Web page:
As of MySQL 5.7.3, the Performance Schema maintains tables for collecting current and recent transaction events, and aggregates that information in summary tables. Section 23.9.7, “Performance Schema Transaction Tables” describes the events on which transaction summaries are based. See that discussion for information about the content of transaction events, the current and recent transaction event tables, and how to control transaction event collection, which is disabled by default.
Example transaction event summary information:
SELECT * FROM events_transactions_summary_global_by_event_name LIMIT 1\G*************************** 1. row *************************** EVENT_NAME: transaction COUNT_STAR: 5 SUM_TIMER_WAIT: 19550092000 MIN_TIMER_WAIT: 2954148000 AVG_TIMER_WAIT: 3910018000 MAX_TIMER_WAIT: 5486275000 COUNT_READ_WRITE: 5 SUM_TIMER_READ_WRITE: 19550092000 MIN_TIMER_READ_WRITE: 2954148000 AVG_TIMER_READ_WRITE: 3910018000 MAX_TIMER_READ_WRITE: 5486275000 COUNT_READ_ONLY: 0 SUM_TIMER_READ_ONLY: 0 MIN_TIMER_READ_ONLY: 0 AVG_TIMER_READ_ONLY: 0 MAX_TIMER_READ_ONLY: 0
Each transaction summary table has one or more grouping
columns to indicate how the table aggregates events. Event
names refer to names of event instruments in the
EVENT_NAMEcolumns. Each row summarizes events for a given account (user and host combination) and event name.
EVENT_NAMEcolumns. Each row summarizes events for a given host and event name.
EVENT_NAMEcolumns. Each row summarizes events for a given thread and event name.
EVENT_NAMEcolumns. Each row summarizes events for a given user and event name.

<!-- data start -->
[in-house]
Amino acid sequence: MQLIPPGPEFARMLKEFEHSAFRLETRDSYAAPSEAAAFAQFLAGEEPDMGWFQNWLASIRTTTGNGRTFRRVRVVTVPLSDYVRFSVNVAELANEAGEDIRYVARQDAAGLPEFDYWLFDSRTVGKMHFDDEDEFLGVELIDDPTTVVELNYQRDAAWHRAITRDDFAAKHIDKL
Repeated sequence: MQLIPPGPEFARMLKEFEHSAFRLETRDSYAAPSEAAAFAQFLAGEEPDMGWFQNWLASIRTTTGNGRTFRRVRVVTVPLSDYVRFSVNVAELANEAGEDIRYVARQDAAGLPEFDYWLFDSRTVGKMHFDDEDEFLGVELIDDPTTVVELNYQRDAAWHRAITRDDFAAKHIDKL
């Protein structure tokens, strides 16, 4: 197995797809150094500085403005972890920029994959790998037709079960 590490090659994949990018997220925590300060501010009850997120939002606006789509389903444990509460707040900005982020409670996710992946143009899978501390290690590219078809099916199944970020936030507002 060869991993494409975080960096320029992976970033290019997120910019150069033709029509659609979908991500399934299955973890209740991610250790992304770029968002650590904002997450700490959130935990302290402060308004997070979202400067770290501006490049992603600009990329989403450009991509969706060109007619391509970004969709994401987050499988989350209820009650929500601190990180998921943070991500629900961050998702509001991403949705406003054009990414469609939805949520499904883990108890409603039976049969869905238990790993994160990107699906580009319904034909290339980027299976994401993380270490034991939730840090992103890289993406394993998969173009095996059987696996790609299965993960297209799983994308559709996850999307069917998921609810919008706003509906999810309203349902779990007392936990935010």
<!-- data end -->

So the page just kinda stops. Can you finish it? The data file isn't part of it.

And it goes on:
EVENT_NAMEcolumn. Each row summarizes events for a given event name.
Each transaction summary table has these summary columns containing aggregated values:
These columns are analogous to the columns of the same names in the wait event summary tables (see Section 188.8.131.52, “Wait Event Summary Tables”), except that the transaction summary tables aggregate events from
events_waits_current. These columns summarize read-write and read-only transactions.
These are similar to the
columns, but summarize read-write transactions only.
These are similar to the
columns, but summarize read-only transactions only.
TRUNCATE TABLE is permitted for
transaction summary tables. It has these effects:
For summary tables not aggregated by account, host, or user, truncation resets the summary columns to zero rather than removing rows.
For summary tables aggregated by account, host, or user, truncation removes rows for accounts, hosts, or users with no connections, and resets the summary columns to zero for the remaining rows.
In addition, each transaction summary table that is aggregated
by account, host, user, or thread is implicitly truncated by
truncation of the connection table on which it depends, or
For details, see
Section 23.9.8, “Performance Schema Connection Tables”.
Transaction event collection occurs without regard to isolation level, access mode, or autocommit mode.
Read-write transactions are generally more resource intensive than read-only transactions, therefore transaction summary tables include separate aggregate columns for read-write and read-only transactions.
Resource requirements may also vary with transaction isolation level. However, presuming that only one isolation level would be used per server, aggregation by isolation level is not provided.